The document says that if an "MLB-certified physician" diagnoses the player (using the Conner's ADHD interview) AND the player submits the required paperwork, then the TUE can be granted without a referral to an expert panel.

This says to me that either Davis did not use an MLB-certified physician to get his prescription and failed to provide adequate documentation to the panel upon request, or did use a certified physician and did not file the paperwork properly, or did not have a prescription at all.

Davis mentioned not turning in the proper paperwork, but wouldn't his agent (who happens to be the most prominent agent in baseball) be on top of that? Maybe not? And why wouldn't a player use an MLB-certified physician? The other way seems like a hassle.

There's no lab work to be done; it's an interview. Even if you don't have the condition, you could answer the questions in such a way as to be diagnosed. (No idea if Davis does or does not have the condition,BTW.)

Because the only other possibility is he didn't have a prescription, which would explain why his agent wasn't on top of the TUE.

Yup, it's a mess alright.

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It would appear the Adderal had little effect on his performance, but was helpful to him when he was under stress. He could have stopped using it when he was doing well and thus got a first failed test. If they see he isn't using, they assume he doesn't need it. Then when he was stressed in 2014 he used it again in desperation, and he got caught.

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It would appear the Adderal had little effect on his performance, but was helpful to him when he was under stress. He could have stopped using it when he was doing well and thus got a first failed test. If they see he isn't using, they assume he doesn't need it. Then when he was stressed in 2014 he used it again in desperation, and he got caught.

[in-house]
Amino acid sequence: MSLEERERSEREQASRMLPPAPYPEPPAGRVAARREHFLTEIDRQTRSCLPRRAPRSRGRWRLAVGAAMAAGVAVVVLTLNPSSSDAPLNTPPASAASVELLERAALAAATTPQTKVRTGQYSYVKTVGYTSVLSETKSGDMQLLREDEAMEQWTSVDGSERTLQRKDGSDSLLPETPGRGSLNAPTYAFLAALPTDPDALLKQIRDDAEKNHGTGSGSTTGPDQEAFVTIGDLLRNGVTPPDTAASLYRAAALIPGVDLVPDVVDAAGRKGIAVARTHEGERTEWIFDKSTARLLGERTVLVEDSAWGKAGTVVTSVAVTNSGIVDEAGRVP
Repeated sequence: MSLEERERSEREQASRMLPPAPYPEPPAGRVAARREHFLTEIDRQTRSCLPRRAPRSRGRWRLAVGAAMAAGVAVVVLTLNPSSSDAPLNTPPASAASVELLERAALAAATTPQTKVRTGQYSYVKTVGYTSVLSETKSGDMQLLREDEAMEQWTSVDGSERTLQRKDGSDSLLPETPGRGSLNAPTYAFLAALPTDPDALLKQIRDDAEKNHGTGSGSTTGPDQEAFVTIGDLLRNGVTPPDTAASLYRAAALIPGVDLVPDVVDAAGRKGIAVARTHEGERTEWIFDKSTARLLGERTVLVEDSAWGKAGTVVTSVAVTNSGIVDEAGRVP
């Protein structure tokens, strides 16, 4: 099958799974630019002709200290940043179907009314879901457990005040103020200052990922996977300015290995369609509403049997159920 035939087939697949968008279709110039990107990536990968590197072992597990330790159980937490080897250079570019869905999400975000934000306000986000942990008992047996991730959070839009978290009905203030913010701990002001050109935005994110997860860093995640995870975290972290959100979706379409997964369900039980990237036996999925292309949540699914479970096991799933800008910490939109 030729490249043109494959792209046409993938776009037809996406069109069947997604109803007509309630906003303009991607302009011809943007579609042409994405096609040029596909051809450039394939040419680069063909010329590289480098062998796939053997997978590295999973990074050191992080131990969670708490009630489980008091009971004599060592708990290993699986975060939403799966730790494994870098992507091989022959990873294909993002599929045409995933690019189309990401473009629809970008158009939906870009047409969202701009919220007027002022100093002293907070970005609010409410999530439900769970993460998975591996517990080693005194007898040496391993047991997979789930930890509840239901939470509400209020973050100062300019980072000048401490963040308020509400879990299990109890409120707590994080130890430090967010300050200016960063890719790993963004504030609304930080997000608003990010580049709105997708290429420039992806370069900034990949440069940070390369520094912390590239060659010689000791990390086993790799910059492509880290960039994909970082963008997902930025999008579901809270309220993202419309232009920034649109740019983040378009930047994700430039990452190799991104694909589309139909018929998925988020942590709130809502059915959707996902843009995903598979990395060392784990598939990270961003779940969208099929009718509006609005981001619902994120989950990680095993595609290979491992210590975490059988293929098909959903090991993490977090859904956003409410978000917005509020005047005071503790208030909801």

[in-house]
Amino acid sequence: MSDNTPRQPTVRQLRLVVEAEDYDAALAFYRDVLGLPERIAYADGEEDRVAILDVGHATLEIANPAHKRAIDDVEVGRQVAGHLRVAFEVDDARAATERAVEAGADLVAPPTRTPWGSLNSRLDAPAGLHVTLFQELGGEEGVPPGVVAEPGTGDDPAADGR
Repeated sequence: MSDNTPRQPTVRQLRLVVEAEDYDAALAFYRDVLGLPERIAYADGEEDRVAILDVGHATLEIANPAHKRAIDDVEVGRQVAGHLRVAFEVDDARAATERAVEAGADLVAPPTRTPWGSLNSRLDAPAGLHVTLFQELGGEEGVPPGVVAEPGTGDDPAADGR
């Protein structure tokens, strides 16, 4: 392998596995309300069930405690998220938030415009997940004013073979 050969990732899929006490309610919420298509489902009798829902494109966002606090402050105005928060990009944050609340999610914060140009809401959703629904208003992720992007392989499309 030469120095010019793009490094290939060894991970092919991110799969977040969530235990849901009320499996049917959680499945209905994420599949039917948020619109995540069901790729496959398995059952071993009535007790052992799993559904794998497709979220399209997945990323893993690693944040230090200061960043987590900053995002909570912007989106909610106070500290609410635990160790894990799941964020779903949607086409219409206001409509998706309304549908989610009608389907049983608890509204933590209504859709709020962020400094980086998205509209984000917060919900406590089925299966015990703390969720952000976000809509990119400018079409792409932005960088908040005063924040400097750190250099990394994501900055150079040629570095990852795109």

You may be right, but until he clears the air no one will know. Even then, the truth may be in question. Look at ARod. Players are always looking for an edge and always will. The longer it takes for him to at least try to explain his situation leads to more question.

Things that will always be in question as to when in his life he discovered a "need" for the drug. If it wasn't until his professional baseball career began leads to more questions IMO. I don't know enough about the disability to know if it comes to one as an adult. I do have a grandson that was "diagnosed" with ADD, was on meds and his performance in school actually dropped. So, he went off the meds and did better.

We don't know if it helped his performance or not. He must have thought it might. The timeline is sketchy at best. Getting an exemption, not getting approved, not applying for an exemption, not using MLB approved Dr's, not having an agent (or family) guide him through the process. It is a tangled web to be sure.

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I agree but I'm a libertarian at heart. I'm sure you have some nasty habits that those around you would like to outlaw. Like, maybe being a little self righteous? Anyway, live and let live.
Tony Gwynn. Baseball players shouldn't be setting that kind of example for kids. They don't smoke on camera, they shouldn't chew.